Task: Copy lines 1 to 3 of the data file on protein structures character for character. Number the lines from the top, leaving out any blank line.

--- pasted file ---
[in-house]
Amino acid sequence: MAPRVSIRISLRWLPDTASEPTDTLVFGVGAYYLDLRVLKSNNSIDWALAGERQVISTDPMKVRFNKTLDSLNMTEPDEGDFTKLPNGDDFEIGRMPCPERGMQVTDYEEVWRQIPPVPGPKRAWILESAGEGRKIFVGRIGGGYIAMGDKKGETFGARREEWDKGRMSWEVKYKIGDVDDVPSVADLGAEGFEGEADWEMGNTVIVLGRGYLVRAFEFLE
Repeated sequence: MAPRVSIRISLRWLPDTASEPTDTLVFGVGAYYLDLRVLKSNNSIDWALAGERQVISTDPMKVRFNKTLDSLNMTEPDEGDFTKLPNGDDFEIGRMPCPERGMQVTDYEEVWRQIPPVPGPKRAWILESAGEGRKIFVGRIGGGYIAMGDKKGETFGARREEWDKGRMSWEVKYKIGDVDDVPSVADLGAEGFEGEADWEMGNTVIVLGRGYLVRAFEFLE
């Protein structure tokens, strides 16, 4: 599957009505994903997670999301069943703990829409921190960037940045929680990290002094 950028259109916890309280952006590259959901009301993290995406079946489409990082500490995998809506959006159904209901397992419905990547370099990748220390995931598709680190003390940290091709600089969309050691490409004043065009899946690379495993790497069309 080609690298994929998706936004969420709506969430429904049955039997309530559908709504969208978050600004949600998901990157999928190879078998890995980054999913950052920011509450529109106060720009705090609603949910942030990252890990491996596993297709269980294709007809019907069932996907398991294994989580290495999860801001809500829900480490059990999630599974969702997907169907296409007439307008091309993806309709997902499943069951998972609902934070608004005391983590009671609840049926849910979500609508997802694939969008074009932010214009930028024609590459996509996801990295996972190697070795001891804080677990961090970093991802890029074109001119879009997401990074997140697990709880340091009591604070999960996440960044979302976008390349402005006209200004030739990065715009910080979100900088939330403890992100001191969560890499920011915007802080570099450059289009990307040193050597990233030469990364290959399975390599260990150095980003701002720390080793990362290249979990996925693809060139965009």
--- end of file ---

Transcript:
[in-house]
Amino acid sequence: MAPRVSIRISLRWLPDTASEPTDTLVFGVGAYYLDLRVLKSNNSIDWALAGERQVISTDPMKVRFNKTLDSLNMTEPDEGDFTKLPNGDDFEIGRMPCPERGMQVTDYEEVWRQIPPVPGPKRAWILESAGEGRKIFVGRIGGGYIAMGDKKGETFGARREEWDKGRMSWEVKYKIGDVDDVPSVADLGAEGFEGEADWEMGNTVIVLGRGYLVRAFEFLE
Repeated sequence: MAPRVSIRISLRWLPDTASEPTDTLVFGVGAYYLDLRVLKSNNSIDWALAGERQVISTDPMKVRFNKTLDSLNMTEPDEGDFTKLPNGDDFEIGRMPCPERGMQVTDYEEVWRQIPPVPGPKRAWILESAGEGRKIFVGRIGGGYIAMGDKKGETFGARREEWDKGRMSWEVKYKIGDVDDVPSVADLGAEGFEGEADWEMGNTVIVLGRGYLVRAFEFLE